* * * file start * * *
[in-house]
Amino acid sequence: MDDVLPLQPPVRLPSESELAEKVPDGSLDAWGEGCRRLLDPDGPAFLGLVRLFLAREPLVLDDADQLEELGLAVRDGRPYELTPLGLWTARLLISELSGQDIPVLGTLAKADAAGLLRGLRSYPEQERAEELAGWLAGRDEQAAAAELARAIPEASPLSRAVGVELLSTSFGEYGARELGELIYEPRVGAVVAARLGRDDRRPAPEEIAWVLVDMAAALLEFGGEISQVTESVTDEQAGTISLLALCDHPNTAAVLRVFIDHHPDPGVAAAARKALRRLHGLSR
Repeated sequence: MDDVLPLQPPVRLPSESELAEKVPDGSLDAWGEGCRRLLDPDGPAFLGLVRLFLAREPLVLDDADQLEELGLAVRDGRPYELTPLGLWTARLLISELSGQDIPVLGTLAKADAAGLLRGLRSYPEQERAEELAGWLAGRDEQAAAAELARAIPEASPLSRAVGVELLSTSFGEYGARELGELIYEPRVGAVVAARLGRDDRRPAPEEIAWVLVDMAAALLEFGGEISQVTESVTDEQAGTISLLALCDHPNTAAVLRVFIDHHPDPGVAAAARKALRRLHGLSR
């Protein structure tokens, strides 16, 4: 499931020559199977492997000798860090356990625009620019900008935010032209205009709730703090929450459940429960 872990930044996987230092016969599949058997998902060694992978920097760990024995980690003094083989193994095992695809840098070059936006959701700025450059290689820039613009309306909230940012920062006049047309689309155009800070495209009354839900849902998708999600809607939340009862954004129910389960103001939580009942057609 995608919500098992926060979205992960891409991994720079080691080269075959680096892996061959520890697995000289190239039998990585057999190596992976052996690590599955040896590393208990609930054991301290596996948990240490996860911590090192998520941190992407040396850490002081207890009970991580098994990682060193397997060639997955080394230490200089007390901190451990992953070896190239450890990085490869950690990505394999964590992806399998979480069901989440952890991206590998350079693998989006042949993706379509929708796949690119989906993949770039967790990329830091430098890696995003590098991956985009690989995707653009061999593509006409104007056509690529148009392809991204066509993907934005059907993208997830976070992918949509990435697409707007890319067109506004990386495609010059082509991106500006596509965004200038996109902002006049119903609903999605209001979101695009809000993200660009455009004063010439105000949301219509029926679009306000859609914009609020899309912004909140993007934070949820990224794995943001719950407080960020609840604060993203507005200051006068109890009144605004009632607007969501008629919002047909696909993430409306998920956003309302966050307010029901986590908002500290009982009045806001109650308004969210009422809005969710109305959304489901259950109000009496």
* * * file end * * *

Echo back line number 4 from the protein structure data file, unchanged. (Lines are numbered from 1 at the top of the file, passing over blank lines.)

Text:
């Protein structure tokens, strides 16, 4: 499931020559199977492997000798860090356990625009620019900008935010032209205009709730703090929450459940429960 872990930044996987230092016969599949058997998902060694992978920097760990024995980690003094083989193994095992695809840098070059936006959701700025450059290689820039613009309306909230940012920062006049047309689309155009800070495209009354839900849902998708999600809607939340009862954004129910389960103001939580009942057609 995608919500098992926060979205992960891409991994720079080691080269075959680096892996061959520890697995000289190239039998990585057999190596992976052996690590599955040896590393208990609930054991301290596996948990240490996860911590090192998520941190992407040396850490002081207890009970991580098994990682060193397997060639997955080394230490200089007390901190451990992953070896190239450890990085490869950690990505394999964590992806399998979480069901989440952890991206590998350079693998989006042949993706379509929708796949690119989906993949770039967790990329830091430098890696995003590098991956985009690989995707653009061999593509006409104007056509690529148009392809991204066509993907934005059907993208997830976070992918949509990435697409707007890319067109506004990386495609010059082509991106500006596509965004200038996109902002006049119903609903999605209001979101695009809000993200660009455009004063010439105000949301219509029926679009306000859609914009609020899309912004909140993007934070949820990224794995943001719950407080960020609840604060993203507005200051006068109890009144605004009632607007969501008629919002047909696909993430409306998920956003309302966050307010029901986590908002500290009982009045806001109650308004969210009422809005969710109305959304489901259950109000009496």